The EU's foreign and home affairs ministers convened on Monday in search for some common ground on a future migration pact - but failed to produce any tangible results or progress.
The 27 EU countries are at loggerheads over how to manage migration into the bloc, including who should deal with asylum applications and how to pursue non-EU countries to take back migrants that the bloc deems ineligible to stay.
Finland was represented by Minister for Foreign Affairs Pekka Haavisto and State Secretary Olli-Poika Parviainen.
The European Commission presented a proposal for a migration pact in September, but there have been no concrete moves towards turning it into law so far.
EU members with external borders argue that the bloc's asylum rules should be updated to share the burden of arriving asylum seekers while other states are reluctant to do so. Under current rules, the first state of entry generally has to deal with the applications.
Complicating things further, there are not only disagreements between countries, but also between home affairs and foreign ministers: Foreign ministers highlight cooperation with non-EU countries, while home affairs ministers insist on security issues linked to migration.
“The political, economic and social developments in our neighbouring countries also have a direct impact on the stability and security of the EU. Equal and sustainable partnerships with the countries of origin and transit are therefore needed to promote the EU’s objectives and also to influence the root causes of forced migration,” said Foreign Minister Haavisto before the meeting.
“We need a broader dialogue with our partner countries, and migration issues should be discussed as part of the EU’s overall relations with third countries. To be a credible partner, we also urgently need to advance the finalisation of the reform on the EU asylum system by resolving the issues that divide the Member States,” State Secretary Parviainen noted.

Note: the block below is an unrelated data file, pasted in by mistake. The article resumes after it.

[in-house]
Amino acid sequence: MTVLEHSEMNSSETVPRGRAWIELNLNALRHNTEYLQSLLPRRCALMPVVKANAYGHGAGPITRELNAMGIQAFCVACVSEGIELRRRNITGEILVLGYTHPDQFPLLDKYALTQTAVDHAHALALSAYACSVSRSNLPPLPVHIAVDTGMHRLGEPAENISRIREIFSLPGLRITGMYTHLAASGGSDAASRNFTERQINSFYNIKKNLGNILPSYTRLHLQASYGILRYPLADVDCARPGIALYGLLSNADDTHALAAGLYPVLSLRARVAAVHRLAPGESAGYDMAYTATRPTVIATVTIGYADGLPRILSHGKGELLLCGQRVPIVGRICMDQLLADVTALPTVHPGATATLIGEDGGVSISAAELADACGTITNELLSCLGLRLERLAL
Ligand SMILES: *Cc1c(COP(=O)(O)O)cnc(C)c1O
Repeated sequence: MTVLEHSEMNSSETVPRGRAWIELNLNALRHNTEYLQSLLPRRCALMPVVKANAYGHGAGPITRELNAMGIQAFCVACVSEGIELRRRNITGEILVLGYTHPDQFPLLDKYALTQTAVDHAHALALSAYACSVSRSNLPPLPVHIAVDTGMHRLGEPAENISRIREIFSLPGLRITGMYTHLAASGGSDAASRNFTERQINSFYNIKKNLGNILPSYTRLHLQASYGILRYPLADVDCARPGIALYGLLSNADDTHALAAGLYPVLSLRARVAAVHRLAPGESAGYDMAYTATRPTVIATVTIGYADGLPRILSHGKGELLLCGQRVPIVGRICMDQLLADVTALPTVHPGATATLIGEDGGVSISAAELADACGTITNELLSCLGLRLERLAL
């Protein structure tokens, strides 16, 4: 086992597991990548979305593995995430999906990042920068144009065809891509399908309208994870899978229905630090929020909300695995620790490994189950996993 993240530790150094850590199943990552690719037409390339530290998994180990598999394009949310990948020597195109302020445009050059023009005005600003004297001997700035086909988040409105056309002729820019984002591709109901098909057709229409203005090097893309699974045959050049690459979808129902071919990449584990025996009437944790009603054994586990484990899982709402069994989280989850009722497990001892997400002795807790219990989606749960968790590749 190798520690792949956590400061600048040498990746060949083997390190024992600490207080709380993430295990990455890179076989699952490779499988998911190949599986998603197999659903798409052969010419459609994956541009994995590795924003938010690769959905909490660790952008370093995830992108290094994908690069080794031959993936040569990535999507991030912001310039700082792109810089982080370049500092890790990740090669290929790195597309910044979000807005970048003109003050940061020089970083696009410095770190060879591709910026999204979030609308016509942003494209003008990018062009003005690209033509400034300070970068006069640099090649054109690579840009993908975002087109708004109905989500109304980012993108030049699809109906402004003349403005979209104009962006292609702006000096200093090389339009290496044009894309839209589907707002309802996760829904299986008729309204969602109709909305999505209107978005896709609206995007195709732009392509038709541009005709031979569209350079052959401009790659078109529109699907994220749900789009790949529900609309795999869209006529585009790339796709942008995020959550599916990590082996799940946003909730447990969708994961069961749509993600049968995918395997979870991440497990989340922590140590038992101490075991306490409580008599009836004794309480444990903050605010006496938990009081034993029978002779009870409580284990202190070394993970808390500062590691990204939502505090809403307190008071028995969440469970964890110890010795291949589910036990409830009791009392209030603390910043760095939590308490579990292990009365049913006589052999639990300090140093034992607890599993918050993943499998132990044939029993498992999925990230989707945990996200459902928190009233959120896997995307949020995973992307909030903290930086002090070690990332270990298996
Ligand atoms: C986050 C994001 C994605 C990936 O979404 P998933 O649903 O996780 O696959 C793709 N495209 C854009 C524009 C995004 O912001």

During the virtual meeting - dubbed a "jumbo" summit owing to its size, with 54 ministers attending - the politicians discussed how to shape relations with non-EU countries.
It was the first such summit in six years, the last of which took place after the Lampedusa migration crisis.
Carrot and stick
Before the meeting, German Foreign Minister Heiko Maas said cooperation with non-EU countries should include both carrot and stick.
One tactic could be to pressure countries through visa policy, such as making applications more difficult, more expensive or lengthier.
But according to Maas, positive incentives should also be on the table. This could take the form of promising funds, for example.
For Maas, one primary focal point should be North Africa, owing to the routes many undocumented migrants take when attempting to reach the bloc.
But there was no one-size-fits-all approach, he said. Instead, the bloc should take tailored solutions to each country, taking into account the respective economic and political situations.
Echoing the sentiment after the meeting, Commission Executive Vice President Margaritis Schinas said a proposal by the commission to invest in tailor-made, "win-win partnerships" with key countries had been well received.
"We are ready to mobilize everything the European Union has at its disposal," he said, adding this could take the form of visas, investments, policies, and even Erasmus scholarships.
But while the ministers broadly agreed on Monday that a tailor-made approach was necessary for each country, other, much more disputed issues remain.
According to Portuguese Minister of Internal Administration Eduardo Cabrita, whose country holds the rotating EU Council Presidency, the ministers had only debated the first of three broad divisions of the bloc's migration policy, namely the external dimension.
While the ministers came to no concrete agreements or commitments in that area on Monday, the governments also still have to tackle the politically sensitive issues of how to share responsibility and how much solidarity between EU countries should be mandatory.
According to EU sources, the opinions are currently too far apart to make concrete progress any time soon.